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Australia, SA arrive in St Kitts ahead of first games

Rob Murray

Australian and South African squads landed on St Kitts late on Monday ahead of practice sessions on Tuesday to analyse either injured or out-of-form players before their opening Cricket World Cup matches. Australian allrounder Andrew Symonds will increase the intensity of his training, having recently undergone biceps surgery.

Australian and South African squads landed on St Kitts late on Monday ahead of scheduled practice sessions on Tuesday to analyse either injured or out-of-form players before their opening Cricket World Cup matches.

Australian allrounder Andrew Symonds will increase the intensity of his training, having recently undergone biceps surgery, in a bid to be fit for Sunday’s game against The Netherlands.

Matthew Hayden is expected to be named to play Scotland on Wednesday in his first match since breaking his toe against New Zealand on February 20 when he made a national one-day record 181 not out.

Shane Watson, who made 55 against England on Friday and 81 versus Zimbabwe while opening for Australia in warm-up games, is likely to drop back down the order from opener to number seven.

But Australia captain Ricky Ponting indicated that Watson’s top-order skills had not gone unnoticed.

“I think his game is best suited to the top of the order,” Ponting said. “Every game when we’ve seen him lately, he’s looked the part there. At the same time, he’s a pretty strong, powerful guy too. So if we can get him in at the right situations with wickets in hand towards the end of our innings, he’s the guy who can bat it out for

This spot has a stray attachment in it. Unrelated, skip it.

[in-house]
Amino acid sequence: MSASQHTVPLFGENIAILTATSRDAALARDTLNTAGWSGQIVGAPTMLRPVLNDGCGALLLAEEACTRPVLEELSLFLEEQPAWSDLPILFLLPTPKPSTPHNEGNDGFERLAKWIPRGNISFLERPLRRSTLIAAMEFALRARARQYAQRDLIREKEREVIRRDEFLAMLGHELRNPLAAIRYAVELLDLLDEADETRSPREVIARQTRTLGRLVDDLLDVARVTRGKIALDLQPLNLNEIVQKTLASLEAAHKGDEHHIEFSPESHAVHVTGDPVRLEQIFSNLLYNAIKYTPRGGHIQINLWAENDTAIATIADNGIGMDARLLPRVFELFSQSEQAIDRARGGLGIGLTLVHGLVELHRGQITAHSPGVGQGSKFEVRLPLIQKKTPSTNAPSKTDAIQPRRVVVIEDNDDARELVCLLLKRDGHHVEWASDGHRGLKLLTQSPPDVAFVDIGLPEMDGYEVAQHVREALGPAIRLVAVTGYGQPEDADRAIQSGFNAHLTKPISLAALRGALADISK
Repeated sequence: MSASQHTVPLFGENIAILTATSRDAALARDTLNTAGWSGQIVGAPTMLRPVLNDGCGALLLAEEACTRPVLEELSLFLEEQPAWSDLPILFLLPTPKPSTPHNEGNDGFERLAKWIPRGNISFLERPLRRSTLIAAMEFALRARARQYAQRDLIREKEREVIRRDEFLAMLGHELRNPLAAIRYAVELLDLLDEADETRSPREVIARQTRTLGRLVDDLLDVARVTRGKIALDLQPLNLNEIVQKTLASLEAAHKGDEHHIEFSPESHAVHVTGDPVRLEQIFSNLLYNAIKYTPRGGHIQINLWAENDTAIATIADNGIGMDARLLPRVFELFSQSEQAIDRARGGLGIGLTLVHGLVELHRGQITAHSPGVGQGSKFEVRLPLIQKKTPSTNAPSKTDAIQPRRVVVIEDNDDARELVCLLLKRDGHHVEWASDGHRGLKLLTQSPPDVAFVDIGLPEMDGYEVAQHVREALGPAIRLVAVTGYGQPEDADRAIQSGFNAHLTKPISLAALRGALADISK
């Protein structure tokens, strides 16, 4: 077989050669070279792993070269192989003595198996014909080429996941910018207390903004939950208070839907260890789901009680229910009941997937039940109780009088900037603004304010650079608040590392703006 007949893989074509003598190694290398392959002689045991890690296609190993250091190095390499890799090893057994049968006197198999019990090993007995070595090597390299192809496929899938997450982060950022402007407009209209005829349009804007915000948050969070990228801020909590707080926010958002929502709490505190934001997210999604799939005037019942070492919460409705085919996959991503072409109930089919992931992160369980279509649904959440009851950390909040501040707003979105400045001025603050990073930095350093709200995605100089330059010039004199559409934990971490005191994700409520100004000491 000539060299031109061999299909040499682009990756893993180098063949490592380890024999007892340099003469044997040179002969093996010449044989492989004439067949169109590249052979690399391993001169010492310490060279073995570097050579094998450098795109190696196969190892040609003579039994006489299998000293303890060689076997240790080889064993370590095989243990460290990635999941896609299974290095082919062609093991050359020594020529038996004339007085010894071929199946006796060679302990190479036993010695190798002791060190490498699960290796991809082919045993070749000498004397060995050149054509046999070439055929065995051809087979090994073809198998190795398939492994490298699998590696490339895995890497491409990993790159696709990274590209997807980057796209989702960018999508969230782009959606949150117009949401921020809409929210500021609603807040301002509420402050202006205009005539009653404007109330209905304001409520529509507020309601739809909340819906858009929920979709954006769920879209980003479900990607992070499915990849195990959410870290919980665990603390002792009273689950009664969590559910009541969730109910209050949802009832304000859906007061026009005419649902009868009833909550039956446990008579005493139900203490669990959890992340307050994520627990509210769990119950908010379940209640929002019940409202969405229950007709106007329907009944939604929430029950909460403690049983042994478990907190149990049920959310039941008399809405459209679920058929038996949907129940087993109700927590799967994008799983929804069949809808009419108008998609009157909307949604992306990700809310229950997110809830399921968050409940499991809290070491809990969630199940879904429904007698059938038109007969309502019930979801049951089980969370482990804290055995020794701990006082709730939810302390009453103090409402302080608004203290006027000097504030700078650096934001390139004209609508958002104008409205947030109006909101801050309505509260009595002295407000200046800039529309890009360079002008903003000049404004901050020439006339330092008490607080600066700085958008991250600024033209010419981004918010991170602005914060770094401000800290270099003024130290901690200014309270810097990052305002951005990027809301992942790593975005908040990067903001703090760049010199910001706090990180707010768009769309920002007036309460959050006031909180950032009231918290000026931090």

us as well.”

Ponting said Hayden had trained well and had set himself to play in the opening Group A game at Warner Park.

Warner Park was the first of the Caribbean’s seven new stadiums to be completed, staging its first one-day international last May and its maiden Test just a month later. But with a maximum capacity of only 10 000, bowlers are sure to be less than enamoured of the short boundaries on all sides of the pitch.

Australian left-arm seamer Nathan Bracken acknowledged the difficulty of taking the new ball under fielding restrictions and accentuated by short boundaries. But he also said the rewards were greater.

“If you get it right and hit the right areas and do a little bit with the ball, then you’re always a chance of getting wickets, especially if they’re trying to take you on,” he said. “There are games when your back is against the wall and you’ve just got to try and change it up and work out the best way to go about it.

“For guys who bowl at 150-160 [kph] it’s probably a little bit different, but for me it’s important to have plenty of variety and change it up to keep the batter guessing so they can’t get in one rhythm.”

One-day cricket holds a unique importance in South Africa—opening bowlers Shaun Pollock and Makhaya Ntini were rested from last month’s deciding third Test against Pakistan due to the World Cup.

Ntini is still to join up with the squad after remaining in South Africa for the birth of his child.

But it is the team’s batting that has Proteas coach Mickey Arthur worried after scores of 192 against Ireland and 199 versus Pakistan in warm-up games.

“My priority is getting [Graeme] Smith, [AB] de Villiers, [Jacques] Kallis and [Herschelle] Gibbs into some sort of form,” he said last week.

Smith, who will captain South Africa in its opening game against The Netherlands on Friday, is looking forward to playing Australia on March 24 after having won 3-2 in their last series a year ago.

“We have had success against Australia in one-day cricket of late. The last series has certainly built up a huge amount of confidence within us,” he said. “I think it’s a game that people watching the tournament are all looking forward to.” - Sapa-AP

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